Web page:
EXAMPLE 7

Identification of B Cell and Monocyte/NK Cell-specific Oligonucleotides

CGp DNA can directly activate highly purified B cells and monocytic cells. There are many similarities in the mechanism through which CpG DNA activates these cell types. For example, both require NFkB activation as explained further below.

In further studies of different immune effects of CpG DNA, it was found that there is more than one type of CpG motif. Specifically, oligo 1668, with the best mouse B cell motif, is a strong inducer of both B cell and natural killer (NK) cell activation, while oligo 1758 is a weak B cell activator, but still induces excellent NK responses (Table 8).

TABLE 8 Different CpG motifs stimulate optimal murine B cell and NK activation ODN Sequence B cell activation1 NK activation2 1668 TCCATGACGTTCCTGATGCT (SEQ ID NO:56) 42,849 2.52 1758 TCTCCCAGCGTGCGCCAT (SEQ ID NO:27)  1,747 6.66 NONE    367 0.00 CpG dinucleotides are underlined; oligonucleotides were synthesized with phosphorothioate modified backbones to improve their nuclease resistance. 1Measured by 3H thymidine incorporation after 48 hr culture with oligodeoxynucleotides at a 200 nM concentration as described in Example 1. 2Measured in lytic units.

EXAMPLE 8

Prevention of the Development of an Inflammatory Cellular Infiltrate and Eosinophilia in a Murine Model of Asthma

Six to eight week old C56BL/6 mice (from The Jackson Laboratory, Bar Harbor, Me.) were immunized with 5,000 Schistosoma mansoni eggs by intraperitoneal (i.p.) injection on days 0 and 7. Schistosoma mansoni eggs contain an antigen (Schistosoma mansoni egg antigen (SEA)) that induces a Th2 immune response (e.g., production of IgE antibody). IgE antibody production is known to be an important cause of asthma.

The immunized mice were then treated with oligonucleotides (30 &mgr;g in 200 &mgr;l saline by i.p. injection), which either contained an unmethylated CpG motif, i.e.,

TCCATGACGTTCCTGACGTT   (SEQ ID NO:39),

or did not, i.e., control,

TCCATGAGCTTCCTGAGTCT   (SEQ ID NO:58).

Soluble SEA (10 &mgr;g in 25 &mgr;l of saline) was administered by intranasal instillation on days 14 and 21. Saline was used as a control.

Mice were sacrificed at various times after airway challenge. Whole lung lavage was performed to harvest airway and alveolar inflammatory cells. Cytokine levels were measured from lavage fluid by ELISA. RNA was isolated from whole lung for Northern analysis and RT-PCR studies using CsCl gradients. Lungs were inflated and perfused with 4% paraformaldehyde for histologic examination.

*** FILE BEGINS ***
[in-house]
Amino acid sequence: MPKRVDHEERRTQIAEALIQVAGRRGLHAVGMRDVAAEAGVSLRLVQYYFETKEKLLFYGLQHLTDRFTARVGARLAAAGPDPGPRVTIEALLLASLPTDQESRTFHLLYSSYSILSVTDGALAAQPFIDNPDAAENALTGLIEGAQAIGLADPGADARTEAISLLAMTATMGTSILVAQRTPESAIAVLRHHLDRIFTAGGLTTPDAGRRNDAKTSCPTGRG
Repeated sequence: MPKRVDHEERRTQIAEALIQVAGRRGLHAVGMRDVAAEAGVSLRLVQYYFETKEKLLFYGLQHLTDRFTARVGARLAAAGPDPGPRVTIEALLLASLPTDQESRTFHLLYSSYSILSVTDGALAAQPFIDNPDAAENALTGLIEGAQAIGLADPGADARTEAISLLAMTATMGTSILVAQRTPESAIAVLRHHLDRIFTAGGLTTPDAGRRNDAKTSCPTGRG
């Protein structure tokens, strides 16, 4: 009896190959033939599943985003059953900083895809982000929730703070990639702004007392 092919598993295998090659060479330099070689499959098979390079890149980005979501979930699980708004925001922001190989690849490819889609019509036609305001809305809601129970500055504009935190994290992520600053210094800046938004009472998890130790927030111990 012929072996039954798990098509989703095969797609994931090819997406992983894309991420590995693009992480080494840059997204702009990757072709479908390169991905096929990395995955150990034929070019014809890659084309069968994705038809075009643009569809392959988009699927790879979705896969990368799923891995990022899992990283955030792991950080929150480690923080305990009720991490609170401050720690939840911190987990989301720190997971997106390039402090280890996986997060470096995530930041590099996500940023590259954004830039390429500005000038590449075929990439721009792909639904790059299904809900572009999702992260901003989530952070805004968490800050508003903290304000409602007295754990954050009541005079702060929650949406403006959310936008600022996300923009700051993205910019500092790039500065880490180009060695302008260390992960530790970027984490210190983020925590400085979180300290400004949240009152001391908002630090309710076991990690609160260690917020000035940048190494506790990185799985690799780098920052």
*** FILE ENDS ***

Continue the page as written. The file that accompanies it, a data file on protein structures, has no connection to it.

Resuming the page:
FIG. 8 shows that when the mice are initially injected with the eggs i.p., and then inhale the egg antigen (open circle), many inflammatory cells are present in the lungs. However, when the mice are initially given a nucleic acid containing an unmethylated CpG motif along with the eggs, the inflammatory cells in the lung are not increased by subsequent inhalation of the egg antigen (open triangles).

FIG. 9 shows that the same results are obtained when only eosinophils present in the lung lavage are measured. Eosinophils are the type of inflammatory cell most closely associated with asthma.

FIG. 10 shows that when the mice are treated with a control oligo at the time of the initial exposure to the egg, there is little effect on the subsequent influx of eosinophils into the lungs after inhalation of SEA. Thus, when mice inhale the eggs on days 14 or 21, they develop an acute inflammatory response in the lungs. However, giving a CpG oligo along with the eggs at the time of initial antigen exposure on days 0 and 7 almost completely abolishes the increase in eosinophils when the mice inhale the egg antigen on day 14.

FIG. 11 shows that very low doses of oligonucleotide (<10 &mgr;g) can give this protection.

FIG. 12 shows that the resultant inflammatory response correlates with the levels of the Th2 cytokine IL-4 in the lung.

FIG. 13 shows that administration of an oligonucleotide containing an unmethylated CpG motif can actually redirect the cytokine response of the lung to production of Il12, indicating a Th1 type of immune response.